Comments: Book 9 is a pivotal book in the Saga of Darren Shan series. The story arc that has been building since Book 4, I think, finally comes to a shattering reveal which I must admit I had already guessed several books back, but still it was fun to see it all unfold. A major tragedy happens in this book which was shocking and unexpected for me. The plot has been built up now for a final conclusion and showdown in the last three books.

Not much more to say with a long series like this. It is hard to review each book separately but this was one of the better books in the set and they've all been great. I can't wait to read the last 3!!

Monday: Review Books in the Mail

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Last week was a good day for my mailbox, even had the UPS man here twice. Received in the mail last week are:




Last week I read an reviewed one arc so my pile has increased this week. Not counting the three children's graphic novels which my 8yo is reading to me, my towering, toppling arc pile has increased by 3 books.

I just haven't seemed to be reading as much as usual these days but I'm planning for that to change next month. I will be visiting my Dad in Alberta for 3 weeks in Nov. and I intend on bringing a ton of my arcs with me. I'll be alone in the house all day as they are at work so I can relax by their fireplace and read all day long! I am soooo looking forward to it.

165. Fractured

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Fractured by Karen Slaughter
Special Agent Will Trent, Book 2

Pages: 388
Finished: Oct. 18, 2008
First Published: July 29, 2008
Genre: thriller, mystery
Rating: 3.5/5
Reason for Reading: received a review copy from Random House Canada. Plus I've read all the author's books, this is her latest.

First sentence:

Abigail Campano sat in her car parked on the street outside her own house.

Comments: When I first started reading this book I thought it was a standalone but quickly realized it was the next book in a series which started with Triptych. The story starts with a woman arriving home and finding her door open and the window glass smashed. She thinks of her daughter and runs up the stairs but at the top of the stairs she sees a girl obviously murdered (presumably her daughter) and a man kneeling next to her with a knife in her hand. She screams and runs down the stairs, she falls down the stairs, the man follows, grabs her legs, she kicks him, gets on top of him and strangles him to…

164. Pedro's Journal

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Pedro's Journal: A Voyage with Christopher Columbus August 3 1492-February 14, 1493 by Pam Conrad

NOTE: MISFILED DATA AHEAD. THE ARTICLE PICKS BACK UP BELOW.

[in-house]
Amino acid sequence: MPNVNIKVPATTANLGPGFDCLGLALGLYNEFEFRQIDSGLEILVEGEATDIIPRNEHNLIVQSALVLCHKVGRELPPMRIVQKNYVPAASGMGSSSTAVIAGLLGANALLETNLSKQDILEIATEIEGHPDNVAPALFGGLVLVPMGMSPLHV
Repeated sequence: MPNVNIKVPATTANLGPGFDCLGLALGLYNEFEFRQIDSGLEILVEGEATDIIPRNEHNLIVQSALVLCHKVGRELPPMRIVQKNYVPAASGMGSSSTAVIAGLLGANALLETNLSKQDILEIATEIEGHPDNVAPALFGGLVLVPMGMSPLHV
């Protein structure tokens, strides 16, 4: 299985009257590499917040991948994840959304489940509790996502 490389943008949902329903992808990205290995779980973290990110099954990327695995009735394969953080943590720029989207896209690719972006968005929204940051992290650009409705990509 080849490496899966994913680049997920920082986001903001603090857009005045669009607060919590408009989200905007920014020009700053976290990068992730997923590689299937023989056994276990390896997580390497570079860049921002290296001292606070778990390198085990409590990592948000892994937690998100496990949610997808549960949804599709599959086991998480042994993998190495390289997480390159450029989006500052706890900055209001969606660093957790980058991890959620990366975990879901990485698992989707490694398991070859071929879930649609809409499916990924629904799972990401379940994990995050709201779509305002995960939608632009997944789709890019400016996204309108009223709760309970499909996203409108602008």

Pages: 80
Finished: Oct. 15, 2008
First Published: 1991
Genre: children, historical fiction
Rating: 3.5/5
Reason for Reading: read aloud to my 8yo for school

First sentence:

The ship's roster of the Santa Maria has me down as Pedro de Alcedo, ship's
boy.
Comments: Told in a diary format this is the story of Columbus' first voyage to the New World told through the eyes of young ship's boy. It document's well the voyage in search of a route to Asia looking for spices and silk. This is the second time I've read this book aloud and it does make for a good read aloud experience. Conrad mixes fiction with fact to portray a boy of the times who sees things that are wonderful and other things that he finds shameful. The book is a little on the "bad Spaniards/poor Indians" point of view and Columbus' Christian purposes are not brought into play in this story much at…

OT: Yeah!!!! Political Post

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It is with great relief and pride that I celebrate tonight the re-election of Conservative Prime Minister Stephen Harper. Still a minority government but with a very healthy rise in seats this time around. YEAH!!!!!!!!!!!!!!!!!!!!!!!!!!!!!!!!!!!!!!!!!!!!



Congratulations Mr. Harper!

163. The Beast of Chicago by Rick Geary

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The Beast of Chicago: The Murderous Career of H.H. Holmes by Rick Geary
A Treasury of Victorian Murder, Book 6

Pages: unnumbered
Finished: Oct. 13, 2008
First Published: 2003
Genre: True crime, history, Graphic Novel
Rating: 4/5
Reason for Reading: Next in the series.

First sentence:

The year is 1893.


Comments: This is the story of H.H. Holmes, who was infamous as the monster of the Chicago World's Fair in the late 1890s. He built a large building he named "The Castle" which had secret rooms, gas rooms, laboratories, torture rooms, etc. He is known as being America's first serial killer, though actually he was probably just the first one caught and punished. He is thought to have murdered hundreds of people, especially women by running a lodging house within the castle.